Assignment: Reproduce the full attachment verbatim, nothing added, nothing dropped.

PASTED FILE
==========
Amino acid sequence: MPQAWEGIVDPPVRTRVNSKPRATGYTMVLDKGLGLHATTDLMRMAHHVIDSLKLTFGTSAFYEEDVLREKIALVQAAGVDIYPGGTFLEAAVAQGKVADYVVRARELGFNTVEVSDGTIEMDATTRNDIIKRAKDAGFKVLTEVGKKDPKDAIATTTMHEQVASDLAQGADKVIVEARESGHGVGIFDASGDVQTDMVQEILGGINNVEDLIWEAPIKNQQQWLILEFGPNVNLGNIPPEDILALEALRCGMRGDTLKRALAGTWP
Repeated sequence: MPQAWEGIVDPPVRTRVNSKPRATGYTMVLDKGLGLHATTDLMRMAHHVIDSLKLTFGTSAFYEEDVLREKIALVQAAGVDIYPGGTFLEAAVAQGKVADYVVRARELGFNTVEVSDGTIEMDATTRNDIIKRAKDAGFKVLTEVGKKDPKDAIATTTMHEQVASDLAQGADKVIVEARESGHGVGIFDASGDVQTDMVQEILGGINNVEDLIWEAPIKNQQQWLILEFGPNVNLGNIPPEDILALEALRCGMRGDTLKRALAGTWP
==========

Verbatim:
Amino acid sequence: MPQAWEGIVDPPVRTRVNSKPRATGYTMVLDKGLGLHATTDLMRMAHHVIDSLKLTFGTSAFYEEDVLREKIALVQAAGVDIYPGGTFLEAAVAQGKVADYVVRARELGFNTVEVSDGTIEMDATTRNDIIKRAKDAGFKVLTEVGKKDPKDAIATTTMHEQVASDLAQGADKVIVEARESGHGVGIFDASGDVQTDMVQEILGGINNVEDLIWEAPIKNQQQWLILEFGPNVNLGNIPPEDILALEALRCGMRGDTLKRALAGTWP
Repeated sequence: MPQAWEGIVDPPVRTRVNSKPRATGYTMVLDKGLGLHATTDLMRMAHHVIDSLKLTFGTSAFYEEDVLREKIALVQAAGVDIYPGGTFLEAAVAQGKVADYVVRARELGFNTVEVSDGTIEMDATTRNDIIKRAKDAGFKVLTEVGKKDPKDAIATTTMHEQVASDLAQGADKVIVEARESGHGVGIFDASGDVQTDMVQEILGGINNVEDLIWEAPIKNQQQWLILEFGPNVNLGNIPPEDILALEALRCGMRGDTLKRALAGTWP